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I've been trying to figure out the best way to handle incoming email in a rails applications. I realize "best practices" is quite subjective, so I'll start by stating that my primary concerns are scalability and efficiency. This is an issue primarily because my use will involve handling potentially large attachments.

Seems like just yesterday the accepted method was to use ActionMailer to receive the email, but recently I've stumbled across several articles saying this is inefficient as it spawns a new rails instance with each email (horrible at high volumes).

Most recently, this article has been getting my attention: http://jasonseifer.com/2009/04/24/receving-email-with-rails

The post talks about a slimmed down version of the ActionMailer system that isn't forced to spawn an entire rails instance, but the comments talk about several other options like a dedicated mail directory (maildir?) and imap/pop retrieval.

My question is: Does anyone have any thoughts on what the best option would currently be for processing incoming email in a rails application (including attachments)?

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5 Answers

up vote 4 down vote accepted

I maintain the Fetcher plugin for download email from an IMAP server which I use with cron. I used to use a daemon but that was tough to keep running (even with monit) because Ruby would hang. Cron is OK for my workload but it does spawn a Rails process once a minute.

For processing attachments, check out the MMS2R library. It has a nice interface for getting the files out of an email.

The other approach I've had recommended to me is to fire off an HTTP post for each message received. Then you can scale your web tier to handle it.

Shameless plug: you may want to check out Mike Mondragon and my PeepCode book on receiving email with Ruby.

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Shameless plugs aren't shameless if they're relevant ;-), I'll check it out. with regard to the IMAP option, how does that work exactly? Do you need to have access to an external email account elsewhere, or do you host your own email server and just pull from that? Thanks! –  Ryan Aug 16 '09 at 18:04
    
I use a Google Apps email account. Any account with IMAP access should work, though. –  Luke Francl Aug 16 '09 at 22:31
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For my particular case I'm going to use http post just because my situation isn't conducive to IMAP access (email for an entire domain). Thanks for the answer, and thanks for turning me on to MMS2R! –  Ryan Aug 18 '09 at 2:40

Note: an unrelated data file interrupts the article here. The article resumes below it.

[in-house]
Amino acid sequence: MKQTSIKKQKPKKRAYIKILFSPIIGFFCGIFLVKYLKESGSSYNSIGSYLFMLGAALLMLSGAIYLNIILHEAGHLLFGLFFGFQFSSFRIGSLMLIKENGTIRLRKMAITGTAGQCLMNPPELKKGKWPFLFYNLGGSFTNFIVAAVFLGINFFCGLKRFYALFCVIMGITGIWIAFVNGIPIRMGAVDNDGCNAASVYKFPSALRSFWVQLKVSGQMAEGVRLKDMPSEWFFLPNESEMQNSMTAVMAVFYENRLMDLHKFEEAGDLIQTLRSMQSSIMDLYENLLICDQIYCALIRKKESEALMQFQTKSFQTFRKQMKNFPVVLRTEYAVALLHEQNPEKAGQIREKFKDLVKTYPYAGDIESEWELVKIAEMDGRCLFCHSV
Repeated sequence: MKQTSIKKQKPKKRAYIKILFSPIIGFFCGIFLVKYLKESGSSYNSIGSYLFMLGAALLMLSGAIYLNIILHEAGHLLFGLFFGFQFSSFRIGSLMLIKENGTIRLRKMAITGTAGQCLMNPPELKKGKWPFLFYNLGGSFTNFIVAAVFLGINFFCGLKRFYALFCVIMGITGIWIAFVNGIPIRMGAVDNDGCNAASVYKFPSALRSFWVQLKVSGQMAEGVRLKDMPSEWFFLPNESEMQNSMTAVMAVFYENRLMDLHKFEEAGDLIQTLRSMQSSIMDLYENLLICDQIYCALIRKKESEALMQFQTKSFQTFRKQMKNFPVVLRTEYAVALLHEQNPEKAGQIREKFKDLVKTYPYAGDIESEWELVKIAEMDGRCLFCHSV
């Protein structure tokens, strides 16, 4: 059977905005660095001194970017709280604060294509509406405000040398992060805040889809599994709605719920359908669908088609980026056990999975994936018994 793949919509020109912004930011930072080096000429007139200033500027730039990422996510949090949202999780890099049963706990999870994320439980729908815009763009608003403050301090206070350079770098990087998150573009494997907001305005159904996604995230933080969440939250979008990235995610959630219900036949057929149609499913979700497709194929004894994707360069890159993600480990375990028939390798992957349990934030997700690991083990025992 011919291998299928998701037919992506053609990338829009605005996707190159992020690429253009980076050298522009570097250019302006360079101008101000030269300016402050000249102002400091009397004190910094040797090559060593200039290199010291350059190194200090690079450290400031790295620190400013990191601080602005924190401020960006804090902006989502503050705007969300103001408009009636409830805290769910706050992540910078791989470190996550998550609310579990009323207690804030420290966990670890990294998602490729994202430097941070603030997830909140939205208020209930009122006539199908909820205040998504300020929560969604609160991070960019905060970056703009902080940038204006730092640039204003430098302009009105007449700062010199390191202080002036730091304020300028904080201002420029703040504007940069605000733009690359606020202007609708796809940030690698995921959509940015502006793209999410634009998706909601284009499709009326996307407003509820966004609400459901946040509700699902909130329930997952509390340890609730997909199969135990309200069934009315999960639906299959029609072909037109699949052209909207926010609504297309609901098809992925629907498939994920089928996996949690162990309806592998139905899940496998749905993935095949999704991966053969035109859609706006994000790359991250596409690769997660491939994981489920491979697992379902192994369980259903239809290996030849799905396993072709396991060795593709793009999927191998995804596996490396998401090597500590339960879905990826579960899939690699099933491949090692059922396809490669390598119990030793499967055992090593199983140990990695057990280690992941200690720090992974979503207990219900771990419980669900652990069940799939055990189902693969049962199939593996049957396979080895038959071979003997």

Any ideas on how to process multiple attachments with mms2r. been working on an mms2r => paperclip solution for a while now. it works with default_media, but not with media['image/jpeg']..... –  Ryan Aug 21 '09 at 3:00
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You could try to use a service like http://cloudmailin.com/

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I haven't tried this one yet, but I'll check it out the next time I face this issue. I've worked with sendgrid.com, and can recommend them to anyone who needs such a service....just wanted to pipe in for future readers! –  Ryan Dec 2 '10 at 6:30
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in mms2r the MMS2R#default_media just returns the largest video attachment if it exists, or the largest image attachment if it exists, or the largest text attachment if it exists, in that order. MMS2R#default_text returns the largest text/plain attachment if it exists. You can also access any of the attachments directly through mms2r's media hash, e.g. MMS2R#media. MMS2R#media is keyed by mimetype, that value referenced by the key is an array of media of that type. So if there were two jpeg attachements in an email processed by MMS2R, you would access them as an array by keying the media hash with image/jpeg, e.g. MMS2R#media['image/jpeg']

When MMS2R first processes an email, any attachment it finds is decoded and stored in an array of media of that type. As I said, that array is then keyed by mimetype in the MMS2R#media hash.

Buy the book, I need to pay my mortgage PeepCode book on receiving email with Ruby.

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For relaying email from Postfix to your Rails app via HTTP, I just wrote an article on how we're doing it.

It's actually quite simple, but we're also leveraging Postfix's ability to defer email if it can't be relayed. I haven't seen that elsewhere so far. See http://www.doorkeeperhq.com/developer/smtp-to-web-api for details.

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I recently wrote a daemon which receives mail from Postfix using LMTP (it uses EventMachine and is pretty fast and robust) and saves it to MongoDB. In that sense it eliminates the middle man (IMAP server + IMAP client). That approach gives pretty much limitless scalability and redundancy. Other backends support (MySQL, Redis, etc.) can be added in practically no time.

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